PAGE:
How was your week? Really, how was it?
This week was tough for me. I came down with a virulent stomach virus without any warning. I had my first thermography mammogram that came out not as well as I wanted. And, seven weeks post-Hurricane Ian, the strain of haggling with the homeowner’s insurance company and the adjuster’s false promises and circular nonsense did me in! Thank goodness I have my tools! But I must admit this week, even they were not enough on my own. I needed help.
On Thursday, I attended a HeartMath group training session in which the speakers opened up the meeting by asking us “If you could receive anything from today’s session, what would it be?” I knew immediately in my heart that I needed to have more faith and courage.
Fear Can Be Crippling
I know what the fear mindset sounds like and feels like. I have felt it more times in my life than I care to admit, and I witness it daily in our world. Fear constricts your heart. It causes you to believe the worst. It is disempowering. It is entrenched in our institutions. It is all over the TV and social media in ads and posts that scare you (if you are susceptible) about everything—viruses and disease, neighbors, enemies, environment, books, people who think differently than you, and on and on. It is particularly apparent during any political season. No matter which way you vote, I am sure, like me, you finally had enough of the ads and emails. We get a reprieve from this fear-inducing bombardment for a while.
Here are other ways fear shows up. We go on medicines out of fear for what will happen to us if we don’t take the medicines. We stay in jobs we don’t like because we fear we won’t be able to find a job that pays us fairly and well and allows us to be happy. We start believing ourselves to be less than in so many ways. Fear Can Be Crippling.
Faith is the Opposite of Fear
The opposite of fear, on the other hand, is faith, courage, and love. It comes from connecting with the heart and with other people’s heart energy. And that is what I did Thursday afternoon. There were so many moments during that meeting that opened up all of our hearts like when a woman talked about how HeartMath helped her husband for fifteen months with his battle with cancer. She is a believer and she needed to share. And how HeartMath helped another woman calm herself down enough when her husband cracked his head open on a hike. The wisdom she received by slowing her breathing down and focusing on gratitude allowed her to calmly take the steps necessary to slow the bleed. He was ok and was sitting there beside her as our speakers.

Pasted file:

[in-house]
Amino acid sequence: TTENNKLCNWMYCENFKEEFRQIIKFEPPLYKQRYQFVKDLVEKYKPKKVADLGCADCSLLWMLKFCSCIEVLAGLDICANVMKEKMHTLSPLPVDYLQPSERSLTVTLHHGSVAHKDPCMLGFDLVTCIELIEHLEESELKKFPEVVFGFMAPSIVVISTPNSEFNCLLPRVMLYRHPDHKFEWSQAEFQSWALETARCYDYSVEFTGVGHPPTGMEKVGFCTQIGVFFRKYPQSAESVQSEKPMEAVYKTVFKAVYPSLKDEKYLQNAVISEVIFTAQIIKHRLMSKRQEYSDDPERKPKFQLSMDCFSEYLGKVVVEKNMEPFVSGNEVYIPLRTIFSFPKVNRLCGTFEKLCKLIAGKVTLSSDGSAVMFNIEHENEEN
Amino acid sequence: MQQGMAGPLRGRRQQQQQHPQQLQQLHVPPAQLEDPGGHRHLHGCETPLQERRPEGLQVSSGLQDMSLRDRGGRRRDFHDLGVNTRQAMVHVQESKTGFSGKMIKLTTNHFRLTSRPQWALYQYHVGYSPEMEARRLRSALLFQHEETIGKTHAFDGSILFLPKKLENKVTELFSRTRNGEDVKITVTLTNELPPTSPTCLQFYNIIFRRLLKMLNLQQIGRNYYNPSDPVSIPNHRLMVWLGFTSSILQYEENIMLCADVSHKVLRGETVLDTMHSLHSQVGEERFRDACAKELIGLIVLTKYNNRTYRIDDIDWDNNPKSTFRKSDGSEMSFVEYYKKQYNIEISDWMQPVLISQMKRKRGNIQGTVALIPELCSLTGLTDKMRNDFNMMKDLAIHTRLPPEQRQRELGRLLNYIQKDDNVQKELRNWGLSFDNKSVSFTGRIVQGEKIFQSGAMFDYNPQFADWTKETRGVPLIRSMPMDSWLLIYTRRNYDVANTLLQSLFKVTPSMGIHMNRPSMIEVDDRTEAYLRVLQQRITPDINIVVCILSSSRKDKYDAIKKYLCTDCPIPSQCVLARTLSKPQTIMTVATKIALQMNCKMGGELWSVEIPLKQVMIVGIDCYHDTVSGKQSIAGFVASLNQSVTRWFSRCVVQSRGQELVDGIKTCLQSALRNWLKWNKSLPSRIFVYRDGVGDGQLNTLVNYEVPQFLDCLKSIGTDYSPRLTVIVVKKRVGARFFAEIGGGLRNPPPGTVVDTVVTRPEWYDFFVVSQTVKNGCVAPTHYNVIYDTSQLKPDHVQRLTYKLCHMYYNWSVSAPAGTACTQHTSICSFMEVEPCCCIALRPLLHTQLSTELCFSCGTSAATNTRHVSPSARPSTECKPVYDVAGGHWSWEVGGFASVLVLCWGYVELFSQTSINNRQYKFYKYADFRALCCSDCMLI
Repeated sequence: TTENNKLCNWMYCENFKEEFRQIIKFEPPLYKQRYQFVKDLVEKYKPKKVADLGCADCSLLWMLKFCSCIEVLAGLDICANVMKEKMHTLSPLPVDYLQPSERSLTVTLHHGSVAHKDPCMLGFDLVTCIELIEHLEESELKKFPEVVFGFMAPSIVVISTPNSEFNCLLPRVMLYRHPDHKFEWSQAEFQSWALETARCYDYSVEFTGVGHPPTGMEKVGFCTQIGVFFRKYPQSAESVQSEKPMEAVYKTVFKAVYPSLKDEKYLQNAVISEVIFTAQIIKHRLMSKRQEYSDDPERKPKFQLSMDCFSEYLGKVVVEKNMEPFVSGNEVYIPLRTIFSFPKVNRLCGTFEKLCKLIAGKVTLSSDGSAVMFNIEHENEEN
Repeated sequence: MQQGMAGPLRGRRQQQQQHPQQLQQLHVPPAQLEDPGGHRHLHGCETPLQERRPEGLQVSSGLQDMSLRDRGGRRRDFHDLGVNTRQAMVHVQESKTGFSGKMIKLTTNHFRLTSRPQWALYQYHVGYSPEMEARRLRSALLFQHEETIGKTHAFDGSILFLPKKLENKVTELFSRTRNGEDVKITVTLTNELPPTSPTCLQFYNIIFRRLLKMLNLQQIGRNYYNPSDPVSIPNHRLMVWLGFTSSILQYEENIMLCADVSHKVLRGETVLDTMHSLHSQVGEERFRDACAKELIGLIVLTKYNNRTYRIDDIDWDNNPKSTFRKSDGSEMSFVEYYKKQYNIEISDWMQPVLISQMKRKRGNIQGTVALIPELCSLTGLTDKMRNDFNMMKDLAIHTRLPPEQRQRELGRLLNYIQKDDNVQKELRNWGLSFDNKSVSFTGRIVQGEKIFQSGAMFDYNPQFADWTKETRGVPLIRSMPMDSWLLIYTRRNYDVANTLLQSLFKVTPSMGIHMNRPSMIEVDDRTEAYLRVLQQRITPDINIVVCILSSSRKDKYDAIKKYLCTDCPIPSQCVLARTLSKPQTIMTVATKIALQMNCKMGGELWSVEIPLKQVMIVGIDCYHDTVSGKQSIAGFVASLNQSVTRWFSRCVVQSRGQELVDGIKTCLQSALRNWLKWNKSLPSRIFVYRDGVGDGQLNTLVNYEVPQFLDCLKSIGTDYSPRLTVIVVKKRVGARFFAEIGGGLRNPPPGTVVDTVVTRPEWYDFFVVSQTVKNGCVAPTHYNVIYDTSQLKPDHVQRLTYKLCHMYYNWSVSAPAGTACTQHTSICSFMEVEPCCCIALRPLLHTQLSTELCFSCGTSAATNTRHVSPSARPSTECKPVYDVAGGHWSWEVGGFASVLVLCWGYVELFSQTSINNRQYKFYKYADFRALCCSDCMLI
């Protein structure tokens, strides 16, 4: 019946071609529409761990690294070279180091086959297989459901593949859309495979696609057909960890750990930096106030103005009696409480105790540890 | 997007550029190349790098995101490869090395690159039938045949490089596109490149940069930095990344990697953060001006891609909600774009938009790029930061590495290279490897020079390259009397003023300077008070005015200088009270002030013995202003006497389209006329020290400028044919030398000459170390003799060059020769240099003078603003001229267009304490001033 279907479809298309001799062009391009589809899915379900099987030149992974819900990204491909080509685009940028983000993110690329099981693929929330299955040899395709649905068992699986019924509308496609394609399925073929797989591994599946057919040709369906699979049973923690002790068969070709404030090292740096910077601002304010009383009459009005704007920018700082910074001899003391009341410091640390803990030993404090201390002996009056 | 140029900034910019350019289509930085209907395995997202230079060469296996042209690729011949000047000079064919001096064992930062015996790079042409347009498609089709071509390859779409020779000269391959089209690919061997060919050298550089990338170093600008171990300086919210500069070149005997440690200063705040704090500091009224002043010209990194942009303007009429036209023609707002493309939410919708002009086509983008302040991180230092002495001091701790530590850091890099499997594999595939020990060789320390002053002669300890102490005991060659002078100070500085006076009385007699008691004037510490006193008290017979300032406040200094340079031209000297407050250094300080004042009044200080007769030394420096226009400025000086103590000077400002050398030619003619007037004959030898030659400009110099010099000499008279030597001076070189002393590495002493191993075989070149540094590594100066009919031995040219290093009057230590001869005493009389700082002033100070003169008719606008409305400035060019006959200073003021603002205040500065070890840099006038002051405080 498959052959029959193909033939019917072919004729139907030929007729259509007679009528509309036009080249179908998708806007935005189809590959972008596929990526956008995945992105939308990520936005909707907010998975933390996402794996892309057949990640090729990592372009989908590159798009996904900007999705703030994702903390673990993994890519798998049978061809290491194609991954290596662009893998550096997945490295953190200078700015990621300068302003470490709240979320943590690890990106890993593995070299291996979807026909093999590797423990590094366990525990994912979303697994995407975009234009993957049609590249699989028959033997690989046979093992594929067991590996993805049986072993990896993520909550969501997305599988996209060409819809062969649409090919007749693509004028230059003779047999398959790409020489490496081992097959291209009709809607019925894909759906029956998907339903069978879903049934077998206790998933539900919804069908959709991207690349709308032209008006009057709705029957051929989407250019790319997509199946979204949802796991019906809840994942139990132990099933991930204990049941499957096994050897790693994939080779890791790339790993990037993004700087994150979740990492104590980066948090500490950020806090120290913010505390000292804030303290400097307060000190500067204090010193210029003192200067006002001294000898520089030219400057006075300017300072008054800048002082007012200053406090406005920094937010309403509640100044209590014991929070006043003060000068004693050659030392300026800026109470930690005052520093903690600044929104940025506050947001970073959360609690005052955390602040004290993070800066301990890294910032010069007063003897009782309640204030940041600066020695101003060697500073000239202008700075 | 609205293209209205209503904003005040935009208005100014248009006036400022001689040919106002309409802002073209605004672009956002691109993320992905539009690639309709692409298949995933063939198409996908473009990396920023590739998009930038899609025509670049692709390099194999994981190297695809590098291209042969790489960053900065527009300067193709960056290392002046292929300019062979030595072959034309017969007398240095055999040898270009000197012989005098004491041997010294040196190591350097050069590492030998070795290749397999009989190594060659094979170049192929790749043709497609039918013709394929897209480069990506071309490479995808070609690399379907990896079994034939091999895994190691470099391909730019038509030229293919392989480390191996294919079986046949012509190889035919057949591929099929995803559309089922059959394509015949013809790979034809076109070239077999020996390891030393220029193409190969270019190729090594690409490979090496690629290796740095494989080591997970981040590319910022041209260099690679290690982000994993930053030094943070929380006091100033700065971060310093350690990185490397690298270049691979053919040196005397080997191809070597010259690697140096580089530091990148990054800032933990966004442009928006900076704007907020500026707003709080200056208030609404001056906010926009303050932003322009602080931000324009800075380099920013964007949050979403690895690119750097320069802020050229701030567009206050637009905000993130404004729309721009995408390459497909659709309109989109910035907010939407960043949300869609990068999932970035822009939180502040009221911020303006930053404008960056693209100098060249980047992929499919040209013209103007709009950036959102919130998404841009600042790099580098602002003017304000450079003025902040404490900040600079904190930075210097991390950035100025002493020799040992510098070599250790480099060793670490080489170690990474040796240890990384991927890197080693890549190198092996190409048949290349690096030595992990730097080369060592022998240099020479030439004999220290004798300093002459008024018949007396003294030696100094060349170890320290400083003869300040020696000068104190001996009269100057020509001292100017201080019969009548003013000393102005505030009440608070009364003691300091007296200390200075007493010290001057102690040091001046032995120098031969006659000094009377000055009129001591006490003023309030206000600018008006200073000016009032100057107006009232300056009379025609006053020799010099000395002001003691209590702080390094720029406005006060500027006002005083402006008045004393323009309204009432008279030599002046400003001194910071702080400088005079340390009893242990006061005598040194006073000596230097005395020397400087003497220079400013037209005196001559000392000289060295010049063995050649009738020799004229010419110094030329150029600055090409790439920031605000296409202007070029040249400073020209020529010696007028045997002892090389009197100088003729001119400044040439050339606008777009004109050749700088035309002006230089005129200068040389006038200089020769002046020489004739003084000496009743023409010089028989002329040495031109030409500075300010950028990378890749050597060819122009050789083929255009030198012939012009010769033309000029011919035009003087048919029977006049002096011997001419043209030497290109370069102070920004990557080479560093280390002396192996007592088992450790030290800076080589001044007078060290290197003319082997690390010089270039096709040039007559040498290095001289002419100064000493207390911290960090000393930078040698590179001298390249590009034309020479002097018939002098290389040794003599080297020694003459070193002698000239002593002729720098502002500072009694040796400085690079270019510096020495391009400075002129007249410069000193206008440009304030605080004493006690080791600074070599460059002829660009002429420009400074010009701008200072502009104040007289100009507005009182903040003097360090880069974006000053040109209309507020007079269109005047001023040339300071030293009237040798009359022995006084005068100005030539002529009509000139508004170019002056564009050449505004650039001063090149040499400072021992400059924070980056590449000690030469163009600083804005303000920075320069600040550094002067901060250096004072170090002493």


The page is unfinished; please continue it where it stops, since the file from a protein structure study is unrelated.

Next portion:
Thursday afternoon after crying during most of this meeting, my heart instructed me to let go of the fear. I did it in quite a unique way; I spent an hour in my house shouting and screaming at my old self for rearing its ugly head. “GO AWAY FEAR.” I shouted repeatedly. Speaking to the walls and my poor confused dogs, I added “I do not need you to move forward with my past hanging around my neck like a noose. I have worked too hard to let you stay in my body and cause this kind of worry, anxiety, and pain.” The fear did leave my body. I felt calm and hopeful again.
Developing Strength, Resilience and Courage!
World-renowned educator, scientist, author and speaker, Dr. Joe Dispenza, who practices HeartMath, has written extensively about the power of our past conditioning in preventing us from having our best life. He writes about the need to stop living in the past, thinking the same thoughts we had in the past and holding on to the same feelings we felt in the past in order to move forward.
What triggers my old fearful habits rising up is getting sick. Once I am calm enough to understand my trigger, I am usually able to use a powerful HeartMath practice that focuses on gratitude to shift out of energy depletion to resilience, strength, and courage.
A Simple HeartMath Practice to Activate the Grit of Gratitude
To sum up, if you are struggling right now with a chronic condition and feeling low, know that there are paths out of it. I might suggest that in addition to upping whatever supplements and healthy foods you can eat, rest more, and spend some time seeking out your heart’s intelligence. Here is a step-by-step HeartMath process to try.
- Slow down your breathing to a comfortable pace (possibly 5 seconds in and 5 seconds out)
- Direct your breath into your chest or heart center. That is how you activate the 40,000 neurons in your heart, which communicate directly with your higher thinking brain.
- Find the easiest thing to be grateful for first. And breathe that feeling in and out of your heart.
- Then try to appreciate or be grateful for the process or effort you are making to activate gratitude for a minute or two.
- Finally breathe in a feeling of appreciation for how you are being changed by whatever difficulty you are going and growing through.
This practice of applying a gratitude lens to more difficult circumstances was shared by Sheva, as a way to build your capacity. She calls it the “trinity of gratitude”. Try it and let me know if it works for you. If you need help in navigating anxiety, chronic health conditions or gut issues, I am here to help. Reach out.